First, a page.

Zapad War Game 'Larger Than Russia Told Us,' Says Top NATO General

Russian President Vladimir Putin uses a pair of binoculars while watching the Zapad 2017 war games held by Russian and Belarussian servicemen at a military training ground in the Leningrad region, Russia, September 18. Sputnik/Mikhail Klimentyev/Kremlin/Reuters

Russian military drills with Belarus are in full swing and NATO's top general says allies' fears that the war games would be "larger than what they told us," have proved correct.

Russia and Belarus initially said September's Zapad 17 (West 17) exercise would only include around 12,700 troops strong, comprised predominantly of Belarusian troops. Western allies resoundingly rejected the figures, observing higher military cargo traffic for the preparations and comparing it to previous iterations of such drills in which Russia drafted closer to 100,000 troops.

In the lead-up to Zapad 17, Germany's Ministry of Defense estimated the war game would number closer to previous iterations of the drill, which consisted of 70,000 and 90,000 troops, respectively.

U.S. Army General and NATO Supreme Allied Commander Curtis Scaparrotti told the Washington Post while on a visit to Tirana, Albania, that the size of Zapad 17 had indeed exceeded Moscow's prior estimations.

"It's following in line with what we've seen with these annual exercises in the past," he said. "They're usually very large. They're usually initially defensive in nature but also have an offensive portion thereafter that looks to me like a rehearsal of an attack," Scaparrotti added.

"That's worrisome if you're a NATO country on the border," he said, though said that the alliance had no evidence to confirm fears that Russia is looking to use the noise of the drill to cover new deployments into the Baltic region.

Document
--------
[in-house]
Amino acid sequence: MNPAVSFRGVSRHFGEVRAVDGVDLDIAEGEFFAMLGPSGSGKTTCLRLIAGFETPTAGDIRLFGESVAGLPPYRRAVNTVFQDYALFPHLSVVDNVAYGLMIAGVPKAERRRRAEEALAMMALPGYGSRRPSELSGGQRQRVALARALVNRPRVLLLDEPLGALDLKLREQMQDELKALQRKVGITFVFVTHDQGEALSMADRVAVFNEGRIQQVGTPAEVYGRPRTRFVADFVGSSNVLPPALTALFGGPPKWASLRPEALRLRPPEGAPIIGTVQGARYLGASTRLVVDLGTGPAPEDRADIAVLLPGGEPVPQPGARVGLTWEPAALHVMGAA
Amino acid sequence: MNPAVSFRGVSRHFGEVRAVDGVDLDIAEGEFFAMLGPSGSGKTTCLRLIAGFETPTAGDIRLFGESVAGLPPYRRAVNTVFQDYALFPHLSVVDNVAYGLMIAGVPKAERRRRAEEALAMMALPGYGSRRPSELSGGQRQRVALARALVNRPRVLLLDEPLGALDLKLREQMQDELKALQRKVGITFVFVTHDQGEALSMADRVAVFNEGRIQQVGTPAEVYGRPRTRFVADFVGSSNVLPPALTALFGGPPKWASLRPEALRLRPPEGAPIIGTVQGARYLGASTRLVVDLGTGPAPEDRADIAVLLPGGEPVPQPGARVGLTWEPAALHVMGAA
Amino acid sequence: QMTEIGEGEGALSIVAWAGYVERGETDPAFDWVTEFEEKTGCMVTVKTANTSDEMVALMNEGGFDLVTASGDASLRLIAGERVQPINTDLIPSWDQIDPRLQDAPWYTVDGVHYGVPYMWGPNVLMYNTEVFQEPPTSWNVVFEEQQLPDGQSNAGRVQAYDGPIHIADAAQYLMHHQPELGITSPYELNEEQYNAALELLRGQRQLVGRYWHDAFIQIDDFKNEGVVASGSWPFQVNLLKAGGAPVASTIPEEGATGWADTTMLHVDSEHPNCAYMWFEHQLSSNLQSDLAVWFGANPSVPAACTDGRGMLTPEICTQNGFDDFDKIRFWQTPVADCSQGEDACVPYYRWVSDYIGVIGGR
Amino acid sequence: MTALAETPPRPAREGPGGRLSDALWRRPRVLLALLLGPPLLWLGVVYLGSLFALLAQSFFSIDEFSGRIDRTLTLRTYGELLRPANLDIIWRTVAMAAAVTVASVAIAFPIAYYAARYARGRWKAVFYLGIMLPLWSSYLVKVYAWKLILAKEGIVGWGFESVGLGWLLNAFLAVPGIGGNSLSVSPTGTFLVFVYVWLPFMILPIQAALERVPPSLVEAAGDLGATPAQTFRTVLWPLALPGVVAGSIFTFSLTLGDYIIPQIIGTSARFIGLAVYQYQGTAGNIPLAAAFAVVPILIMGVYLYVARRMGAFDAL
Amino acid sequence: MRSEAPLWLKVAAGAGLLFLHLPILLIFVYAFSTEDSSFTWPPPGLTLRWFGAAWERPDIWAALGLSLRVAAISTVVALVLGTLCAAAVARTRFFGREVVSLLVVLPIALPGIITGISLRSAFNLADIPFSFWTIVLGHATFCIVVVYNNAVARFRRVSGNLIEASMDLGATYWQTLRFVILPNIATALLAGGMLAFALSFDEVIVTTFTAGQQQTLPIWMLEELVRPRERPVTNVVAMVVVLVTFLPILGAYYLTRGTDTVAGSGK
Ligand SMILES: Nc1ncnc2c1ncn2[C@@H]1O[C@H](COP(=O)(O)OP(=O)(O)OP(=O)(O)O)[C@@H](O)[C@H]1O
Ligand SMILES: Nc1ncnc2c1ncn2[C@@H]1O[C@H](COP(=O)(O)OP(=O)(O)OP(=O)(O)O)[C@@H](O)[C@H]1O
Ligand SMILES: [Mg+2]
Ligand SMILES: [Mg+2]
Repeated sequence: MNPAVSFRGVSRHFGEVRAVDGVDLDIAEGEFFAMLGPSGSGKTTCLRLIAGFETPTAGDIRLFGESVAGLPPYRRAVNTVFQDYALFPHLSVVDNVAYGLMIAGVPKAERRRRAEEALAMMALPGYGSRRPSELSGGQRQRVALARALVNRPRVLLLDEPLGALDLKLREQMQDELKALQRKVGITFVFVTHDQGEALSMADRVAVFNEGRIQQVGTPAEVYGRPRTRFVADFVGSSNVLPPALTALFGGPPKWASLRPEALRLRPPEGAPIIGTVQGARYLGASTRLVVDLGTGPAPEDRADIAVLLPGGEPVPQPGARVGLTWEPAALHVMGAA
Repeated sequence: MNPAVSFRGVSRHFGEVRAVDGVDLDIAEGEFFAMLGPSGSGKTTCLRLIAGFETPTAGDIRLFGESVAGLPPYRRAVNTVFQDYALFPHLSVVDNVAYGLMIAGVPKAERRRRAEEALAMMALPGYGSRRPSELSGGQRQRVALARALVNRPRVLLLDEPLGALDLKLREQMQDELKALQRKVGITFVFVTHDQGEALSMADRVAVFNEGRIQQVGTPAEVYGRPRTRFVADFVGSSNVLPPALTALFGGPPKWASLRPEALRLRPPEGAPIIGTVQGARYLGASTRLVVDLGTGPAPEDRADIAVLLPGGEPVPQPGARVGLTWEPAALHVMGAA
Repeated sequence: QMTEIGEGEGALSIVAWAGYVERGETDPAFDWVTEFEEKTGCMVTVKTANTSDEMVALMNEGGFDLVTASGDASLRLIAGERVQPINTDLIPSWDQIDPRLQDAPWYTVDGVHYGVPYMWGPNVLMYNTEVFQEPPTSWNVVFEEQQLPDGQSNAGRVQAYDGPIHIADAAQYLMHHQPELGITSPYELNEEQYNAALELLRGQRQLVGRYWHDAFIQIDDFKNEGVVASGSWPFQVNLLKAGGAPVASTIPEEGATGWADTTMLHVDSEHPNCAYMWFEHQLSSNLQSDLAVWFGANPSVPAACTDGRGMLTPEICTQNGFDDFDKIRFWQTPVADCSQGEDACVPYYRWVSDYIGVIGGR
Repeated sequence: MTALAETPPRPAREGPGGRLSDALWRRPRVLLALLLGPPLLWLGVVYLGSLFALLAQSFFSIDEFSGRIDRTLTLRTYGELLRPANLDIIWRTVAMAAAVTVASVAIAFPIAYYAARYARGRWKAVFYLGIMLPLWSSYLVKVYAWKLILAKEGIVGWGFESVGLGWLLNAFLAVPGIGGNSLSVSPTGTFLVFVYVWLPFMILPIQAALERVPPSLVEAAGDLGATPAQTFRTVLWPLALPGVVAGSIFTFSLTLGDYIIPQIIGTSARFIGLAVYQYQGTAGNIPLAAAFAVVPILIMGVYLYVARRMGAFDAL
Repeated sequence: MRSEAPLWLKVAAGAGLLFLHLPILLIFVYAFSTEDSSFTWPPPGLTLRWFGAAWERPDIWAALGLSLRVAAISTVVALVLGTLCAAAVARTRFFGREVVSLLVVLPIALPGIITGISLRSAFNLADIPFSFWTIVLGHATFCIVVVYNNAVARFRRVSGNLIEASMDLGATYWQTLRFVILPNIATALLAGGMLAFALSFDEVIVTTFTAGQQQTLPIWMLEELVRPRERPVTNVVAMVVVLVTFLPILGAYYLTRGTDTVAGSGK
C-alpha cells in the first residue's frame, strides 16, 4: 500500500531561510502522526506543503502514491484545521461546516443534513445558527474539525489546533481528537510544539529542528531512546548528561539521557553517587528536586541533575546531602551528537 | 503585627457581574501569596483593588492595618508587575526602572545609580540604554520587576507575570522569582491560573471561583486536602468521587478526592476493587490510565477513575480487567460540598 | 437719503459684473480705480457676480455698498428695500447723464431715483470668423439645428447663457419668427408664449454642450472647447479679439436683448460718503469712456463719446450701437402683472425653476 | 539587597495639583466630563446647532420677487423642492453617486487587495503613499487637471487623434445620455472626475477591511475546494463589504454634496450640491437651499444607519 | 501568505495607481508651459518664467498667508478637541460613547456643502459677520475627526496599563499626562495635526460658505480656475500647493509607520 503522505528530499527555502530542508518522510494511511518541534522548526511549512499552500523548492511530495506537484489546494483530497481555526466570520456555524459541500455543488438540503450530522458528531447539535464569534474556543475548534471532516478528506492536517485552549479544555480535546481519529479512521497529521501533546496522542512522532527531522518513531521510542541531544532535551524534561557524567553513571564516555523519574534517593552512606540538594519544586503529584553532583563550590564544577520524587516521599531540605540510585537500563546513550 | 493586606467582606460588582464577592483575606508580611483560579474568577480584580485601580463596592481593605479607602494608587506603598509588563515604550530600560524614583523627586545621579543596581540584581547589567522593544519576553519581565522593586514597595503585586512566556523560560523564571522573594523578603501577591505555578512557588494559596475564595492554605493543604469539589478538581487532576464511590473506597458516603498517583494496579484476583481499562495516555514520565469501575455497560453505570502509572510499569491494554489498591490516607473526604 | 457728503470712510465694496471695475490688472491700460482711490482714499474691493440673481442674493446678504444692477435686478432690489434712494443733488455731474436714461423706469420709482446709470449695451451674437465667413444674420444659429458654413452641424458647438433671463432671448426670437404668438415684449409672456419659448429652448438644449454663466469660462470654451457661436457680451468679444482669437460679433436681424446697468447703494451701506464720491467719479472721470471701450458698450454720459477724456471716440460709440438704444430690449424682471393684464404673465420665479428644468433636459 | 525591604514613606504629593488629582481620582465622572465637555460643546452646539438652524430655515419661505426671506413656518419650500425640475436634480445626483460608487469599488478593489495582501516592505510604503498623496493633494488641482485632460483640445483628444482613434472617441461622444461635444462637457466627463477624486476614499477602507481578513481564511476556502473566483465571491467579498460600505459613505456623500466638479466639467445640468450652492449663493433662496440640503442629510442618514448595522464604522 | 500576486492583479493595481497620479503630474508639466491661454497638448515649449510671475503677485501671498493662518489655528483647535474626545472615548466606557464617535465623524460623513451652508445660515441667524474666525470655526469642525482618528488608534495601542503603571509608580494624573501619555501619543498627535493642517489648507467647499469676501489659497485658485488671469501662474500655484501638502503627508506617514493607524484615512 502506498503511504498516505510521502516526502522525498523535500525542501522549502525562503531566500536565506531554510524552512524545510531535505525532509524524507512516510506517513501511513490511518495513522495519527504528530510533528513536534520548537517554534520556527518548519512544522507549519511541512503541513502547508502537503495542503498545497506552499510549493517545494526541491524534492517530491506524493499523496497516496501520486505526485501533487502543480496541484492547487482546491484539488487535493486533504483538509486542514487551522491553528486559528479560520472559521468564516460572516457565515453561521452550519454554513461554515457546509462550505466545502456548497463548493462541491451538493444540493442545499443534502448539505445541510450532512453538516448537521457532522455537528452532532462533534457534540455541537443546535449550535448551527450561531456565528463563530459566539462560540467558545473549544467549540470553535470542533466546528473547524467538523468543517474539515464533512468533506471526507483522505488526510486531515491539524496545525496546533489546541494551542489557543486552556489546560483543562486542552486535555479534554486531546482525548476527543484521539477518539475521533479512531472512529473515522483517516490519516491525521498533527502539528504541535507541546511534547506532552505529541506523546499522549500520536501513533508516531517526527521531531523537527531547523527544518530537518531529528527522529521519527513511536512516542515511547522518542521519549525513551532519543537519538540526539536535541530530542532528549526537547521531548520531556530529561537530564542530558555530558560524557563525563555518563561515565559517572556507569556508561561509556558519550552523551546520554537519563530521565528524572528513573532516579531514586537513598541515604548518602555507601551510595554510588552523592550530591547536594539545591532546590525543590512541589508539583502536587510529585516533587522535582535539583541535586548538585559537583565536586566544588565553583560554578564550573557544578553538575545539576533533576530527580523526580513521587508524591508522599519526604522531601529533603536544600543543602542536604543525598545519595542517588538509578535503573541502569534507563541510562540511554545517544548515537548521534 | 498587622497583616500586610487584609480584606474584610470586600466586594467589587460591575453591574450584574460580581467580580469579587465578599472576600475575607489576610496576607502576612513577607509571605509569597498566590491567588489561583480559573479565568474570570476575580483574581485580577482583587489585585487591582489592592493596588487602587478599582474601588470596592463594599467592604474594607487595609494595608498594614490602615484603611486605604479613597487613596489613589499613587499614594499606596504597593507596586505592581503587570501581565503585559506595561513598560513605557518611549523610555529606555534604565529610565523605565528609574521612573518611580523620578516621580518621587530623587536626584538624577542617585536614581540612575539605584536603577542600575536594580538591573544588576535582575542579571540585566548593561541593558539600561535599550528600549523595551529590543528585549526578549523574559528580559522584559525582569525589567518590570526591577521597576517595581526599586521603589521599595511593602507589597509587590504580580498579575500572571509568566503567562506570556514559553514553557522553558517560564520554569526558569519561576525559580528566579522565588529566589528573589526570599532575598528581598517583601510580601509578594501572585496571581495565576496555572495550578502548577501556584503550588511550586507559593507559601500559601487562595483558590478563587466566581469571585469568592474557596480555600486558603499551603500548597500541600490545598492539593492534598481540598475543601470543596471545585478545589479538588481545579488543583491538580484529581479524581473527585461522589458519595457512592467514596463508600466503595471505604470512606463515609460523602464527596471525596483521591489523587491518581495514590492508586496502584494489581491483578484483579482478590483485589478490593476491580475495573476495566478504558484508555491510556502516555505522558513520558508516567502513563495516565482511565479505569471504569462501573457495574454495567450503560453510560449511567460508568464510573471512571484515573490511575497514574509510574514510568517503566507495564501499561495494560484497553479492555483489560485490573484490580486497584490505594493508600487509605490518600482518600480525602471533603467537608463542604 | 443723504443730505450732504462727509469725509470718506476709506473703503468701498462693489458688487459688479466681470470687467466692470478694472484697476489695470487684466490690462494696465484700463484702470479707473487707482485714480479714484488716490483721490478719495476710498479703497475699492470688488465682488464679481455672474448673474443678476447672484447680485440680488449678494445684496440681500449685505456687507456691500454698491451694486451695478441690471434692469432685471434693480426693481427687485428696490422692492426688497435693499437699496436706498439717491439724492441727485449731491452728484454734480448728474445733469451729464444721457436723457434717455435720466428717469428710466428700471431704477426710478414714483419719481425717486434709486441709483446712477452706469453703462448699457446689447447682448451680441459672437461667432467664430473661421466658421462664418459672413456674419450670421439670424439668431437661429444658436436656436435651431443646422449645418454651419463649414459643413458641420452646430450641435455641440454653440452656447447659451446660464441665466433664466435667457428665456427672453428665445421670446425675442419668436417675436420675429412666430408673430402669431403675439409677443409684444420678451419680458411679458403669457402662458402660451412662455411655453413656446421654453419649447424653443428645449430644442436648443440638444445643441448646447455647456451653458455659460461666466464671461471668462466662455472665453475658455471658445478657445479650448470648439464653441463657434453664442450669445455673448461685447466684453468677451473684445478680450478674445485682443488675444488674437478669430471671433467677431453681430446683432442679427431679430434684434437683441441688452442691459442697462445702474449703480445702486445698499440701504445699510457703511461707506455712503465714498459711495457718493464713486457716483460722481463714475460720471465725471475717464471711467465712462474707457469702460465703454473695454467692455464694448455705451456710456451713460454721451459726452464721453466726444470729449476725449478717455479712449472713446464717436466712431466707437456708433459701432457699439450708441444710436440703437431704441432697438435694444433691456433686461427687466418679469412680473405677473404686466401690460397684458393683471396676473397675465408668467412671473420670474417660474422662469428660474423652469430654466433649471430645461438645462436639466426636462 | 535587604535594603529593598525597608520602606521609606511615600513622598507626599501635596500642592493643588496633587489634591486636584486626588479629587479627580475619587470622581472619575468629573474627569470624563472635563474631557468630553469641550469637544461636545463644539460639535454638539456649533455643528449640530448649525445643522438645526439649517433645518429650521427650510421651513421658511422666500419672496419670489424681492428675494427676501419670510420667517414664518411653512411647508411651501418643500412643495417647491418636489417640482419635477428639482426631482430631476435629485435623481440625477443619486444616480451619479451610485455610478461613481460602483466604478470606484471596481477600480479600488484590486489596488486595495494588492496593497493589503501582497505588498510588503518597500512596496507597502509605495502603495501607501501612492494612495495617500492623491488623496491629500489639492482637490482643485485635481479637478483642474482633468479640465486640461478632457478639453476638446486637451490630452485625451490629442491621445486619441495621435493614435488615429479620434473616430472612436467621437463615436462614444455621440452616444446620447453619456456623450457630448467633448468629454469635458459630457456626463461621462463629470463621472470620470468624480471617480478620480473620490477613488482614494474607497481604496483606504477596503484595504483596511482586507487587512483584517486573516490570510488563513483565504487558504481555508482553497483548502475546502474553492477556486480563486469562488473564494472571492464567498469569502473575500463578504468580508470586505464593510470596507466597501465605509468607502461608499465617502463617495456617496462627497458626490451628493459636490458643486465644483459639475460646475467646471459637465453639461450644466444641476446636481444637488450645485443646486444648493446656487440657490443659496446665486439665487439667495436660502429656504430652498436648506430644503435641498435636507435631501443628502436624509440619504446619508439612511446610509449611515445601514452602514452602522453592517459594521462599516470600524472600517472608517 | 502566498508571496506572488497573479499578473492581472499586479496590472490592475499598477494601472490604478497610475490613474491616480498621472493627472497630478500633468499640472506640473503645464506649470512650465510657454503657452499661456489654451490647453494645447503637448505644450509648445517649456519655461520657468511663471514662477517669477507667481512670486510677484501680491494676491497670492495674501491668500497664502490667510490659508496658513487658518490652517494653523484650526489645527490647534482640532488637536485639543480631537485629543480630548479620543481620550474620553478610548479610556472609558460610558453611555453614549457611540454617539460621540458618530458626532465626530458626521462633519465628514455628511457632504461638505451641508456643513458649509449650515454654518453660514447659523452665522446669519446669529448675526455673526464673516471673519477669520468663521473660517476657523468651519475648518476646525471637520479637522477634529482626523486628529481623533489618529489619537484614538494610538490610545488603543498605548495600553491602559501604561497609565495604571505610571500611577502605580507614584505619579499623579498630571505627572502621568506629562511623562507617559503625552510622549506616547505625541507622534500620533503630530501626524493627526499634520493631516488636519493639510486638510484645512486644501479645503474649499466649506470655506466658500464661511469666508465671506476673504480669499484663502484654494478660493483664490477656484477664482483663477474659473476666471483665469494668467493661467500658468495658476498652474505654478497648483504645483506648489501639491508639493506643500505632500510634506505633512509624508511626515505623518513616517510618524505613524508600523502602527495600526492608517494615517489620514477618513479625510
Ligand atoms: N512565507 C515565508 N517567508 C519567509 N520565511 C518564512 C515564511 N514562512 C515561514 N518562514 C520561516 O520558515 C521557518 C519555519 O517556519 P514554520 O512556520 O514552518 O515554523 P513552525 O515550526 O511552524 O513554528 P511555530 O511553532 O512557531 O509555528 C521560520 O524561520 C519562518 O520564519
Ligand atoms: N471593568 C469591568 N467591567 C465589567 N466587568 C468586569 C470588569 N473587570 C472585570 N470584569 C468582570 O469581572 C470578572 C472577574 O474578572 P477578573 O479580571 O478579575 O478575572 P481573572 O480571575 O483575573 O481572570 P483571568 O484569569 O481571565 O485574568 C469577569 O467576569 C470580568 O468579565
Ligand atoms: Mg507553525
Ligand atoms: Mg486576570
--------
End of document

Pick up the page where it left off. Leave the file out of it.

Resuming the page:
The Polish government had expressed fears that this could occur as they share a border with Belarus, where much of the training activity is taking place. Former Georgian President Mikheil Saakashvili fueled these apprehensions, stating earlier in September that he thinks Russia is planning to annex Belarus.

Scaparotti did not give an official estimate of how many soldiers have taken part in the drill in addition to the figure initially disclosed by Russia.

The exercise continues and entered its second stage earlier today. So far the drills have not gone ahead without problems, as two Russian jets violated Lithuanian airspace, prompting the Baltic state's government to summon Moscow's ambassador to demand an explantion. The Russian jets passed safely however as the Kremlin claims the two-minute dip into foreign skies was a result of dodging a thunderstorm on the planned flight route.

Russian media has also unearthed footage of military helicopters misfiring over onlookers, which army command has confirmed is genuine but denied in vague terms that it took place during the Zapad drills.